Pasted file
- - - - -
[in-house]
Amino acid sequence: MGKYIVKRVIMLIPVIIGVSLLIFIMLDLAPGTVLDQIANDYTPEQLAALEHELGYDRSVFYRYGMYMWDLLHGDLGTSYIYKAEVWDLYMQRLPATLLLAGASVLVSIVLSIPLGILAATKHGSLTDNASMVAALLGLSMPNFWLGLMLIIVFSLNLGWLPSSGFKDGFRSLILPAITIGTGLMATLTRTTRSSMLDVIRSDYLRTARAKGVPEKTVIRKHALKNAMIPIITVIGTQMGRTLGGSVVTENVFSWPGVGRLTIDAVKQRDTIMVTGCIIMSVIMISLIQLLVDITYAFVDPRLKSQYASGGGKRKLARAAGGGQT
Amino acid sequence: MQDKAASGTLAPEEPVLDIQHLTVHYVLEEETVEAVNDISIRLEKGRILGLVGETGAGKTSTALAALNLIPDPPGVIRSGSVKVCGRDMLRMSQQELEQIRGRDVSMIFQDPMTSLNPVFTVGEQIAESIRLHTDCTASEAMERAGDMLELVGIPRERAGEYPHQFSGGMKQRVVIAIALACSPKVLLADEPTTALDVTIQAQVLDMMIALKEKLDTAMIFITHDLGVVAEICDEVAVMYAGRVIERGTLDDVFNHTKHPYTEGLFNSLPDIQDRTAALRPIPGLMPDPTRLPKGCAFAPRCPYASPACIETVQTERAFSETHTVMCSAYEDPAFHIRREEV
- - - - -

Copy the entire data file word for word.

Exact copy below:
[in-house]
Amino acid sequence: MGKYIVKRVIMLIPVIIGVSLLIFIMLDLAPGTVLDQIANDYTPEQLAALEHELGYDRSVFYRYGMYMWDLLHGDLGTSYIYKAEVWDLYMQRLPATLLLAGASVLVSIVLSIPLGILAATKHGSLTDNASMVAALLGLSMPNFWLGLMLIIVFSLNLGWLPSSGFKDGFRSLILPAITIGTGLMATLTRTTRSSMLDVIRSDYLRTARAKGVPEKTVIRKHALKNAMIPIITVIGTQMGRTLGGSVVTENVFSWPGVGRLTIDAVKQRDTIMVTGCIIMSVIMISLIQLLVDITYAFVDPRLKSQYASGGGKRKLARAAGGGQT
Amino acid sequence: MQDKAASGTLAPEEPVLDIQHLTVHYVLEEETVEAVNDISIRLEKGRILGLVGETGAGKTSTALAALNLIPDPPGVIRSGSVKVCGRDMLRMSQQELEQIRGRDVSMIFQDPMTSLNPVFTVGEQIAESIRLHTDCTASEAMERAGDMLELVGIPRERAGEYPHQFSGGMKQRVVIAIALACSPKVLLADEPTTALDVTIQAQVLDMMIALKEKLDTAMIFITHDLGVVAEICDEVAVMYAGRVIERGTLDDVFNHTKHPYTEGLFNSLPDIQDRTAALRPIPGLMPDPTRLPKGCAFAPRCPYASPACIETVQTERAFSETHTVMCSAYEDPAFHIRREEV